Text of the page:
Discussion

PRES with atypical regions can be easily misdiagnosed, which can lead to a delay or wrong choice of management and subsequent irreversible injury. Thus, it is crucial for clinicians to improve their understanding of the clinical and MRI features of this disease (12, 18). To our knowledge, this is the first comprehensive study with a large sample of PRES patients with atypical regions.

Recognition of the clinical features of this disease is important for prompt diagnosis and rational management. In our study, most patients were young females, which is similar to most previous studies, but males were predominant in some other studies (12, 13). This may be due to different sample sizes and inclusion criteria. We found that the common clinical symptoms included headache, altered mental status, seizures, visual disturbances, nausea/vomiting and focal neurological deficits. Many patients showed several different symptoms concurrently or subsequently. However, the symptoms often did not correspond to the brain lesion locations. For example, 20.7% (115/556) of patients had brainstem lesions, but most of them did not have specific brainstem signs. This may suggest that there is no obvious association between brain lesions and clinical manifestations in this disease (11, 18, 19). The frequent predisposing factors were those classically described, namely, hypertension, renal diseases, immunosuppressant drugs, and chemotherapy/chemoradiotherapy. Acute or severe hypertension occurred in 76.4% of patients in our study, which may be explained by cerebral autoregulation impairment as the primary pathogenic mechanism in PRES (4, 5, 20, 21). Previous studies have reported that the proportion of hypertension in patients with PRES ranges from 20 to 65% (4). Our results of a proportion of 76.4% are slightly higher, possibly because the central variant of PRES may be a higher incidence of hypertension (22), which had a higher incidence in our study. Nevertheless, 23.6% of patients still developed PRES without hypertension. All of them had other predisposing factors of immunosuppressant drugs, autoimmune disorders, chemotherapy or infection/sepsis/shock. These predisposing factors may induce endothelial damage or dysfunction, resulting in vasogenic edema and PRES (2327).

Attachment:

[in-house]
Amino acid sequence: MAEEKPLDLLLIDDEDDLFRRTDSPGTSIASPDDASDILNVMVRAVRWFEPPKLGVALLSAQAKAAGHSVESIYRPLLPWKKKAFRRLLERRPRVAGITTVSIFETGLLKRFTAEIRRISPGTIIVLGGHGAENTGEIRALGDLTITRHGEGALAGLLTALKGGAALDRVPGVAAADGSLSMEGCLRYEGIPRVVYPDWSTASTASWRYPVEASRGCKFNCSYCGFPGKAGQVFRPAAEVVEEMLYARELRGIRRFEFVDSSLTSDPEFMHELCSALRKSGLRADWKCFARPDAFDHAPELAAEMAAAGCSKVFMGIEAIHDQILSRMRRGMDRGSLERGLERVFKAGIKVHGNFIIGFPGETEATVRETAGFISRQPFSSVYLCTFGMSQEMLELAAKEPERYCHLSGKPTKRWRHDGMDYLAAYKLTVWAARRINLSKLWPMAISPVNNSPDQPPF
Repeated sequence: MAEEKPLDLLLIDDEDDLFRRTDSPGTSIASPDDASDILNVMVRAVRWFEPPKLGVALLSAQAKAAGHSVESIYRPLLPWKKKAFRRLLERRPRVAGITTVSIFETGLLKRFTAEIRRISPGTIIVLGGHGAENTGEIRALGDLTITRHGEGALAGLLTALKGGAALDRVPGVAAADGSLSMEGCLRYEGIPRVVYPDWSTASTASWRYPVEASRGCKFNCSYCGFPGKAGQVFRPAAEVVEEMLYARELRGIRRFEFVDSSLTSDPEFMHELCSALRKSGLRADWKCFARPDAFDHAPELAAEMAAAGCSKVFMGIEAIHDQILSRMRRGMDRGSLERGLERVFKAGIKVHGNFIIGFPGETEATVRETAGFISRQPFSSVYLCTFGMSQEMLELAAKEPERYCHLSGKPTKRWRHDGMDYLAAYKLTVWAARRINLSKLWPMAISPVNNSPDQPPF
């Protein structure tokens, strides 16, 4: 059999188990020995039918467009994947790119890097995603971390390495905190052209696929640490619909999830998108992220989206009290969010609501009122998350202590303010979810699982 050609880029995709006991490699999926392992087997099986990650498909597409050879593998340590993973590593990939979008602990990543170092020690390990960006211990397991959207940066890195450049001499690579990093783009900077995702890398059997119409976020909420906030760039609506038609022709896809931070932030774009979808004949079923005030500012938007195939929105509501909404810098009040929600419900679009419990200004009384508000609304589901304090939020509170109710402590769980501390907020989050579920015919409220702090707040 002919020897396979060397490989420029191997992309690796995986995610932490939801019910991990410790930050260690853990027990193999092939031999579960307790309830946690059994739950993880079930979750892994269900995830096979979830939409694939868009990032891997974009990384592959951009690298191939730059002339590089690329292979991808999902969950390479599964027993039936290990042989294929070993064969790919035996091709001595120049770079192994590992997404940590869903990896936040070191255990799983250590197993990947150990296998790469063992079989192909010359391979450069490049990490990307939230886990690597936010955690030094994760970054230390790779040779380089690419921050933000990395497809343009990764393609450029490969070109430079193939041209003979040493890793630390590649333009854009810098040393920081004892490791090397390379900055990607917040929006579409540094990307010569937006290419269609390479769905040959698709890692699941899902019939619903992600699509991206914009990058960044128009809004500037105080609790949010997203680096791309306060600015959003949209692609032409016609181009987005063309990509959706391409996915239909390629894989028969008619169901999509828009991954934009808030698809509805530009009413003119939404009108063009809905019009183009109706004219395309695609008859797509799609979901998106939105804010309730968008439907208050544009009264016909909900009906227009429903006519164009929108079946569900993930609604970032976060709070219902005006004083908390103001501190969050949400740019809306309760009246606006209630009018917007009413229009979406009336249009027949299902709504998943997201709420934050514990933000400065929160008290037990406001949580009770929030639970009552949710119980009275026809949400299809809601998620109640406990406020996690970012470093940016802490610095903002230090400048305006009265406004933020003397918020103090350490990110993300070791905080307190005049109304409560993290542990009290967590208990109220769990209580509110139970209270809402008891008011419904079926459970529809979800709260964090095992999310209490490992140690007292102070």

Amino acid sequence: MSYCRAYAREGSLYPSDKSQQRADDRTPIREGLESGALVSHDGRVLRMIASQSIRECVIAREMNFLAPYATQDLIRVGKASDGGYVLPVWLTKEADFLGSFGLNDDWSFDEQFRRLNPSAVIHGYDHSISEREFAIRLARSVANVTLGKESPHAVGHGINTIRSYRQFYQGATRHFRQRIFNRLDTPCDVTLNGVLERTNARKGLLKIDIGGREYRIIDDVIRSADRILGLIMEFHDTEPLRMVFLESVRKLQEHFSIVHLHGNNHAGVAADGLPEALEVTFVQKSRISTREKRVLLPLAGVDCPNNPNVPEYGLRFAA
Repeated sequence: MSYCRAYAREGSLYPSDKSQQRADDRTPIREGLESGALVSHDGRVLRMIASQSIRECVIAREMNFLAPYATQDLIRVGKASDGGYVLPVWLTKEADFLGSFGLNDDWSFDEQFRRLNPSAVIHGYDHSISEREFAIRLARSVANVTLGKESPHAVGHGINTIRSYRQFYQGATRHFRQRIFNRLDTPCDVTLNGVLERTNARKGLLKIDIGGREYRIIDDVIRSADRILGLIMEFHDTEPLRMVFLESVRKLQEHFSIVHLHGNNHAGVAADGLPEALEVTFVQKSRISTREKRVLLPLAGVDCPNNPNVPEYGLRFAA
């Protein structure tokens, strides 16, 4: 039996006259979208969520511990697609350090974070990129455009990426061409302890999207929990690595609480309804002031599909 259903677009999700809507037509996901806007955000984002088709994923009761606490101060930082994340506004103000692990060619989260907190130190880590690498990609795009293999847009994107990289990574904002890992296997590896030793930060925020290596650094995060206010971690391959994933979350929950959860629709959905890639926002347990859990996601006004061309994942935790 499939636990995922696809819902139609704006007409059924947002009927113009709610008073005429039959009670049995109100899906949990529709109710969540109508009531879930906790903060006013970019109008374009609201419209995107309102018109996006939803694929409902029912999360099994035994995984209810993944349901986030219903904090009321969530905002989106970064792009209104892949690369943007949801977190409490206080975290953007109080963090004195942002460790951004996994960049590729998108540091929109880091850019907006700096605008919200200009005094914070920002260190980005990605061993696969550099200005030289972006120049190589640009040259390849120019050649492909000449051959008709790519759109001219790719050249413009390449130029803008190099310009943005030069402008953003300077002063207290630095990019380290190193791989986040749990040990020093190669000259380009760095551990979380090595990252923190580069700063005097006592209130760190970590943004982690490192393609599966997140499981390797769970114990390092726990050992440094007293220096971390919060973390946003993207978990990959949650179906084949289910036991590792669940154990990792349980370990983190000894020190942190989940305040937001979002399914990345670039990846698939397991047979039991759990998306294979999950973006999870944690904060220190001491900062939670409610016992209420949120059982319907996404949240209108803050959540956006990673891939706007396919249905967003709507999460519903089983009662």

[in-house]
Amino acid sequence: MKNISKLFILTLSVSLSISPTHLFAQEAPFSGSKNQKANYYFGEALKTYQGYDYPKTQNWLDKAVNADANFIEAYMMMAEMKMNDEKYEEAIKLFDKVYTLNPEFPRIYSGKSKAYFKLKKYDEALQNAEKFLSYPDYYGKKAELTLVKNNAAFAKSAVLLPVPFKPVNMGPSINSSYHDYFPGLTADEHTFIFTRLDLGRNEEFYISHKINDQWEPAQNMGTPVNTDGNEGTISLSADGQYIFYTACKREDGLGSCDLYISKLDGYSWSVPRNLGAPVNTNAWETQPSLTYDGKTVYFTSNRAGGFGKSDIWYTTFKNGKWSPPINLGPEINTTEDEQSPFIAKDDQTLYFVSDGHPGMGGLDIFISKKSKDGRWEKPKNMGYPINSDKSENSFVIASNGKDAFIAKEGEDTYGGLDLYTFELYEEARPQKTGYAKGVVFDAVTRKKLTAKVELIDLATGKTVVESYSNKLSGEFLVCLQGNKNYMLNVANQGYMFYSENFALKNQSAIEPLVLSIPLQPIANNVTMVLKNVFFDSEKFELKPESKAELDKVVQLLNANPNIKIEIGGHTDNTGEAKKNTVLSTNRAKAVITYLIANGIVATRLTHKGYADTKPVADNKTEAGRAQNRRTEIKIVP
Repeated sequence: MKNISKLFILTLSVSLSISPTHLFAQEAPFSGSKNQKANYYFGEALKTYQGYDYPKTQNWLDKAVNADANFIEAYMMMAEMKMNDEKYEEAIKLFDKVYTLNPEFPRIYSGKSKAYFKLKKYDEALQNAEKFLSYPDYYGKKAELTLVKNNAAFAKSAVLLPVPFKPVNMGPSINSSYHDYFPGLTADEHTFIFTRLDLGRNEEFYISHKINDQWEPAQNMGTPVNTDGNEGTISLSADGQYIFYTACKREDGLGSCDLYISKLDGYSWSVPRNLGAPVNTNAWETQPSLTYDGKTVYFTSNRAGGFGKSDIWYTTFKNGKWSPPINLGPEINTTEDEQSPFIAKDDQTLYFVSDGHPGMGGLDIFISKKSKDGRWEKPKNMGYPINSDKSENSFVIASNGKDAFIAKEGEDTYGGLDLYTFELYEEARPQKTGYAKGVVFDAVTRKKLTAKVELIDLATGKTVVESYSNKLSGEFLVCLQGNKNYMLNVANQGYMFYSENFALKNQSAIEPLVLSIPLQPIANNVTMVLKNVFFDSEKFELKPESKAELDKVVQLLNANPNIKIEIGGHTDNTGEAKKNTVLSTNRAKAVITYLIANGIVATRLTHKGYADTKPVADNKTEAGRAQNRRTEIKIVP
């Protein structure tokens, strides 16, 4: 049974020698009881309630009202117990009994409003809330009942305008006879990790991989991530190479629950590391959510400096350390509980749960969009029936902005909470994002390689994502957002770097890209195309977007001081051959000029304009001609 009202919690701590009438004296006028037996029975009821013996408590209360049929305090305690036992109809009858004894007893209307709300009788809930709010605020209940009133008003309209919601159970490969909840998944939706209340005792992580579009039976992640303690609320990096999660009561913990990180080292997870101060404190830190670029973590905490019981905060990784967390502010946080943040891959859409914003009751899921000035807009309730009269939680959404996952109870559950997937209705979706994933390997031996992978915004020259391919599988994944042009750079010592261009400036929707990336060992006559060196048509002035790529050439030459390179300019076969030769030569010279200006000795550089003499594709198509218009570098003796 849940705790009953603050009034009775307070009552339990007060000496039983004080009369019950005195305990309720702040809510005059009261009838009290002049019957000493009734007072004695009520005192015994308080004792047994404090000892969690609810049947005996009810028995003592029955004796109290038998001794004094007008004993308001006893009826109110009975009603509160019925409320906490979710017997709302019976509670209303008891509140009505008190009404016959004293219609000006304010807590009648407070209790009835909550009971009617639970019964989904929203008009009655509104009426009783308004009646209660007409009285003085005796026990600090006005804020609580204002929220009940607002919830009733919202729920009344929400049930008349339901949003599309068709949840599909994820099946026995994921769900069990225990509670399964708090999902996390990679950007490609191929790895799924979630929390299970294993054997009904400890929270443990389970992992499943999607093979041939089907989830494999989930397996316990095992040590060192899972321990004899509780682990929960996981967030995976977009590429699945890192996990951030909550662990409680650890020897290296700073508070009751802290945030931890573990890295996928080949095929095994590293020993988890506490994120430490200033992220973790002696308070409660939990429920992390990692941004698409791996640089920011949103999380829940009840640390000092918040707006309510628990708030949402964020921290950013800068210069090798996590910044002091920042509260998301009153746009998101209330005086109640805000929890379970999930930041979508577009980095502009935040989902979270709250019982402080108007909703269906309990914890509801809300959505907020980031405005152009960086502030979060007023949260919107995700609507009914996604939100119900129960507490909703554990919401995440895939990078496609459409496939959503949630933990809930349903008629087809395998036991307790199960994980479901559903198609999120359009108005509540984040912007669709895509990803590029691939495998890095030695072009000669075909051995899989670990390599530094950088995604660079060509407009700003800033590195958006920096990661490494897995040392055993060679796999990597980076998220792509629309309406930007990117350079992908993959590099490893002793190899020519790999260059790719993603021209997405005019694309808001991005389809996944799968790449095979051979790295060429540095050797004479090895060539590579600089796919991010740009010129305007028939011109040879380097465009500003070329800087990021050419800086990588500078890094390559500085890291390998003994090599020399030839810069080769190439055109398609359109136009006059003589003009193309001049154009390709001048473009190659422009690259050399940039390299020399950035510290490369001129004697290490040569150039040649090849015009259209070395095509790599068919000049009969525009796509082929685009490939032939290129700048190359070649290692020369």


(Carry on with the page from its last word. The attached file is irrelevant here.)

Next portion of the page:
In addition to the clinical features, neuroimaging, especially MRI, is essential in the evaluation and diagnosis of PRES with atypical regions (28). The lesion locations are very important in terms of the MRI features. Atypical region involvement mostly occurs in central zones (such as the basal ganglia, thalami, periventricular or deep white matter, brainstem and spinal cord). Compared with previous studies (9, 11, 16, 29), in our study, there were some similar locations but with different incidences; this may be due to the different sample sizes and populations. We focused on PRES with atypical region involvement and used a large sample. Although we excluded the three primary variations of typical PRES, we found that the occipital (278, 50.0%), parietal (234, 42.1%), and frontal (150, 27.0%) lobes were still commonly involved. This suggests that PRES with atypical region involvement is often accompanied by typical region involvement (3, 29).

Vasogenic edema, which is an essential pathological feature of PRES, is usually hypointense on T1WI, hyperintense on T2WI and FLAIR, and isointense or hyperintense on DWI and ADC maps. Hyperintensity on DWI and hypointensity on ADC maps, which are called restricted diffusion, can reflect cytotoxic edema. The presence of cytotoxic edema may suggest progression to infarction and eventual irreversible damage, which may be associated with poor outcome (30, 31). In our study, 34 (23.0%) patients showed cytotoxic edema, but only two patients had a residual infarction. This may be because most of the patients only had small areas of cytotoxic edema within the predominant backgrounds of vasogenic edema. Contrast enhancement is not necessary for the diagnosis of PRES but may be useful for the exclusion of other clinical considerations (8, 32). In this study, we found that 31.2% of patients showed lesion enhancement. The enhancement may have been induced by the breakdown of the blood-brain barrier, which is related to endothelial injury or dysfunction (33, 34). The rates of enhancement vary within the previous literature, ranging from 23.1 to 43.7% in PRES (29, 34, 35), likely related to differences in timing, magnetic field strength, and contrast agent dose/relaxivity.